Daniel Prude's family gets $12 million in settlement with Rochester over his 2020 death
The city has agreed to pay $12 million to the estate of Daniel Prude, who died after being arrested by Rochester police in March 2020, to settle a lawsuit by the family.
The agreement, announced by Mayor Malik Evans in a prepared statement on Thursday, ends two years of litigation amid a tenuous relationship between city government and the community at large.
"Given the costs of continued litigation, this settlement was the best decision," Evans said. "It would have cost taxpayers even more to litigate, and would have placed a painful toll on our community. It is now time to look forward so we may work together and focus our efforts on Rochester’s future."
Half of the amount is earmarked for "pain and suffering" and half for "wrongful death," according to a copy of the settlement field in federal court. Under the terms of the settlement, $4 million will go toward fees for the attorneys representing the Prude estate.
In settling, the city admitted no liability and did not pay punitive damages.
Prude's arrest on March 23, 2020, and subsequent death a week later, did not become public knowledge until Sept. 2 of that year, when attorneys representing relatives of Prude released video footage of the arrest taken from police body-worn cameras and announced plans to sue the city.
The announcement came on the heels of a tumultuous summer of protests nationwide and in Rochester over the death of George Floyd at the hands of police in Minneapolis. Word of Prude's death, which bore similarities to the Floyd case, immediately touched off protests anew here and around the country.
Prude was naked and acting erratically while on foot on Jefferson Avenue in the early hours of March 23. He was eventually met by Rochester police officers Troy Taladay, Francisco Santiago, and Mark Vaughn, who responded to calls for service.
Officers subsequently restrained Prude using a technique known as “segmenting.” He vomited and lost consciousness and was transported to Strong Memorial Hospital, where he died one week later.
Attorneys for the Prude family argued in their complaint that his death was the culmination of deep systemic issues within the Rochester Police Department. The lawsuit pointed to other instances of proven and alleged police misconduct, including high-profile cases involving Christopher Pate and Benny Warr.
“As a direct and proximate result of defendants’ negligence, gross negligence, and reckless indifference, Daniel Prude suffered severe physical and emotional pain and suffering and was caused to die,” the complaint reads.
Stephen Schwarz, a lawyer with Faraci & Lange who represented the Prude family, called the settlement a “just” outcome.
“This is a recognition by the administration that has taken over the city that this tragedy was avoidable, and that this was something that shouldn’t have happened and something that should never happen again,” Schwarz said.
Prude’s death had a domino effect on the highest levels of the Police Department and led to finger-pointing within the administration of Mayor Lovely Warren over who knew what when.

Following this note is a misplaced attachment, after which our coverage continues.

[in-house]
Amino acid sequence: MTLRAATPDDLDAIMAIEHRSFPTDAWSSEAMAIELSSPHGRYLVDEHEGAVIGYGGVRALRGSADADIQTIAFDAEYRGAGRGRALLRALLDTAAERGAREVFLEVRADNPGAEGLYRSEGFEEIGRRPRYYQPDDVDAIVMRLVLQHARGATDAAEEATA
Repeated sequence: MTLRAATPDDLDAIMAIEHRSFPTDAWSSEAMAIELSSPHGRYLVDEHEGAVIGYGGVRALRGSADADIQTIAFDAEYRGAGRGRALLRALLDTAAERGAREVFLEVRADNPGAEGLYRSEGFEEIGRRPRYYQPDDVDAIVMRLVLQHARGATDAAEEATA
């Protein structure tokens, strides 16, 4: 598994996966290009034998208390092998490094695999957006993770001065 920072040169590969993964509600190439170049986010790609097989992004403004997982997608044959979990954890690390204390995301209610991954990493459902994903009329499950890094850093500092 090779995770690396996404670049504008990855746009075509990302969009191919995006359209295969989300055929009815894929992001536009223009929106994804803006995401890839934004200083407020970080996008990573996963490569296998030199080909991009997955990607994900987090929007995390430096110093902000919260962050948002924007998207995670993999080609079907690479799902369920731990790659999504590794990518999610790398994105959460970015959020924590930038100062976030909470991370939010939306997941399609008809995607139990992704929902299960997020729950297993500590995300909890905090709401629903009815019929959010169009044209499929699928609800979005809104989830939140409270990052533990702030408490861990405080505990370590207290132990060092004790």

Within weeks of his death becoming public, former Police Chief La’Ron Singletary and the entirety of the department’s upper brass resigned.
An independent investigation was initiated by the Rochester City Council to determine whether there was a coverup at City Hall. In March 2021, the results of that investigation were released and stated that multiple city officials, including Warren, attempted to keep information about Prude from reaching the public.
“Did officials of city government suppress information about the arrest and death of Daniel Prude between March 23, 2020, when the arrest occurred, and September 2, 2020, when the Prude family publicly released body-worn camera footage of the incident?” the report read. “The straightforward answer is yes.”
The officers involved in the arrest were ultimately found to have done nothing wrong, however.
Attorney General Letitia James announced following an investigation that no charges would be filed against the officers, and a report from her office determined Prude died from “complications of asphyxia in the setting of physical restraint due to excited delirium due to acute phencyclidine intoxication.”
Excited delirium is a controversial medical diagnosis often invoked when people die in police restraints. The state’s medical expert, Gary Vilke, is an emergency medical doctor from California who has a long history arguing on behalf of police officers when people die in custody.
Despite the city not acknowledging any wrongdoing, Schwarz said the settlement could still be a powerful tool for change.
“The city does not have the kind of money to lay it out for this kind of settlement in a repeated fashion,” Schwarz said. “It would behoove everyone to reduce the level of violent incidents where police don’t follow their training."
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